Welcome to the Canon Commotion!
Perhaps you’ve already heard about the Canons of Dort, but did you know they are celebrating their 400th birthday? Formed between 1618 and 1619 in Dordrecht, the Netherlands, at an international synod, they were birthed in a consensus of the Reformed churches of the day. The Canons refute the teachings of Jacob Arminius, which were then troubling the church, by articulating the gospel as it is necessary for salvation, and exposing the errors of Arminianism.
To celebrate this landmark anniversary, HTS will be sharing content over the next year from Reverend Paul Treick’s book, Faith of Our Fathers, Living Still: A Study of the Five Points of Calvinism. We invite you to join us on this journey through matters of great importance to our souls.
“Faith of our fathers, living still
in spite of dungeon, fire and sword;
O how our hearts beat high with joy
whene’er we hear God’s glorious Word;
Faith of our fathers, holy faith!
We will be true to thee till death.”
(Frederick W. Faber, 1849)
The faith of our fathers is a faith which has been seriously eroding in recent years. In the Reformed Church we hold it precious, not for the sake of tradition, but because that faith was one which our Heavenly Father entrusted to us and our children, as the basis of His Covenant of Grace, that we might know His saving grace in Jesus Christ. May we, by God’s help, be faithful and true to the glorious doctrines of His grace as He has revealed them to us in His Holy Word.
How the Psalmist also yearned for this: “I will open my mouth in a parable: I will utter dark sayings of old: Which we have heard and known, and our fathers have told us. We will not hide them from their children, showing to the generation to come the praises of the LORD, and his strength, and his wonderful works that he hath done. That the generation to come might know them, even the children which should be born; who should arise and declare them to their children.” (Ps. 78:2-4,6)
In speaking of our “fathers,” we think historically first of the Patriarchs – Abraham, Isaac, and Jacob; then of Moses, David, and the prophets of God; then of the apostles such as Peter, John, and Paul; then of the Reformers of the sixteenth century, especially John Calvin; and finally of our own covenant fathers and grandfathers, many of whom have given of themselves that these precious truths of Scripture should still live in the hearts of their children.
Therefore, this study is directed to covenant parents and to their children, that together they might joyfully confess that this faith is “living still” in their hearts and lives.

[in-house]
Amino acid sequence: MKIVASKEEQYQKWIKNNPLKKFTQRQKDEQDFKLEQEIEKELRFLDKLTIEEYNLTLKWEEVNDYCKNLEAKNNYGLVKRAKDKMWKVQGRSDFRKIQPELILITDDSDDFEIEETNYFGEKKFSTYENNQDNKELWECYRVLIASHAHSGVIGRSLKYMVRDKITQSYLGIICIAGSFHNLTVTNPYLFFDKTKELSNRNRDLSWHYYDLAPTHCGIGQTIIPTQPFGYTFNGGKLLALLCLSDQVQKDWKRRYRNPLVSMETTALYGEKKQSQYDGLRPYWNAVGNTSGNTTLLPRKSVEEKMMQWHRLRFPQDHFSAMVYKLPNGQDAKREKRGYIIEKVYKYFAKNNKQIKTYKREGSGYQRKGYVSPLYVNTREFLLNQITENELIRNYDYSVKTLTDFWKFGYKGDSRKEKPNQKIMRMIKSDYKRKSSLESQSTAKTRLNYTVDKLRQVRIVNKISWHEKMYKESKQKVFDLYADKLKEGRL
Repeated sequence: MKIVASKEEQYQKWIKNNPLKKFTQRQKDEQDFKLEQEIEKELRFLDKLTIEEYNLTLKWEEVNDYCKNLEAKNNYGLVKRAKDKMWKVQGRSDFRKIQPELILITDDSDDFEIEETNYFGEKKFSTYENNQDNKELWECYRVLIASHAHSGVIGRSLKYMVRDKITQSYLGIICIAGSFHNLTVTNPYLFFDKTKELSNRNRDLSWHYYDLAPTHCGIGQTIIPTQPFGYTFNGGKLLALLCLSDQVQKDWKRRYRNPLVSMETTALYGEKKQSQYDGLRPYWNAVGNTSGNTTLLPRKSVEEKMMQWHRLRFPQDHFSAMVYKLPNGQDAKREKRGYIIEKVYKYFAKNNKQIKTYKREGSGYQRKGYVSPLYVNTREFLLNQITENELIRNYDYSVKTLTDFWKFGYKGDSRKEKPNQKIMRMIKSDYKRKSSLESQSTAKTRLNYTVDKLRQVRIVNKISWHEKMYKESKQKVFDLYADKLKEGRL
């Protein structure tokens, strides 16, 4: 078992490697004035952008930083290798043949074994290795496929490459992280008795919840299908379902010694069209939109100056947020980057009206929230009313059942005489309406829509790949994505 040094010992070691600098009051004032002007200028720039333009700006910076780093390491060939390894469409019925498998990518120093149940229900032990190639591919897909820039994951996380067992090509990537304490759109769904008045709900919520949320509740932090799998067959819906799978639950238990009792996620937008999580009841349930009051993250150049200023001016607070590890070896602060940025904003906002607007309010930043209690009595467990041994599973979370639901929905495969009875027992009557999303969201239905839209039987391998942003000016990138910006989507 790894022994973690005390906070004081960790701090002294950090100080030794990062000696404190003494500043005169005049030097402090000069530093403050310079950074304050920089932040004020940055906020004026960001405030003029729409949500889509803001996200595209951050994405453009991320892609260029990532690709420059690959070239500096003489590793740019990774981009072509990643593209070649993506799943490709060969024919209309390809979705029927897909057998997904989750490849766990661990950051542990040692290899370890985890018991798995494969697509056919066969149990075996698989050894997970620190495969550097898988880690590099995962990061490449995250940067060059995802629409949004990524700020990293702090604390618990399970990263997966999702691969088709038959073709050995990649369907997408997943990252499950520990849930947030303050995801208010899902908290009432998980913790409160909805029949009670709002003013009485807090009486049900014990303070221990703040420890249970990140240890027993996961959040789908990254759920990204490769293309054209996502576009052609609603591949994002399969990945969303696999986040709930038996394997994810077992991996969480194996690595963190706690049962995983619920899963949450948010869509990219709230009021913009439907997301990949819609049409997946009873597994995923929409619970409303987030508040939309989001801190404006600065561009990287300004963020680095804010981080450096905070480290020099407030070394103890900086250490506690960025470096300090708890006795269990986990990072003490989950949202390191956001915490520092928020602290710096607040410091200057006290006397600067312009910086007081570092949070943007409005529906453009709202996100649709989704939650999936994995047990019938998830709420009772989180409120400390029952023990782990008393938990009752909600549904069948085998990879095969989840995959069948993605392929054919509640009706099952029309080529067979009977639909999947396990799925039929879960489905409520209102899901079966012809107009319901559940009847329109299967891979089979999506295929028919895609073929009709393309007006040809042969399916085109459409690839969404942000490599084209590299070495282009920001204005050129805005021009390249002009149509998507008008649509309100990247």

God Is Sovereign By Nature
A correct understanding of and a belief in the doctrine of the sovereignty of God is an absolute essential to the Christian faith. This doctrine is not optional for Christians, nor are any of the doctrines that flow from it. God’s absolute right, power, and authority constitute the core of every teaching concerning the Christian’s faith and life.
The doctrine of God’s absolute sovereignty constitutes the nucleus of the Reformed faith. Yet it is not a “Reformed” doctrine which some theologians have simply concocted and preserved through history. It is the teaching of the Holy Scriptures which each and every Christian is called upon to confess. Only with this foundation can “God be God.”
There remains, not only among the critics of the Reformed Faith, but even among some who claim to adhere to the Reformed faith, a serious misunderstanding, misinterpretation, and misapplication of the doctrine of God’s sovereignty, and especially so in the area of “salvation by grace.” This is certainly not due to the lack of perspicuity in the Scripture. It is most likely due to a lack of study of Scripture or, even more alarming, to a deliberate and sinful attempt to resist God’s sovereignty in favor of human autonomy (where man is a law unto himself).
While God is the sovereign ruler over all of our life (in areas of creation, providence, history, science, etc.), this study is confined to the matter of His sovereign grace in the salvation of man. This teaching is the basis for many statements of faith such as the Heidelberg Catechism, The Belgic Confession of Faith, and the Westminster Confession of Faith, and it is difficult to find any better summary of this teaching than in the creed known as the Canons of Dort.
Blog post content is taken from Rev. Paul Treick’s book, Faith of Our Fathers, Living Still: A Study of the Five Points of Calvinism. It is posted with the gracious permission of the author. If you’ve enjoyed reading it, you can purchase a copy for yourself.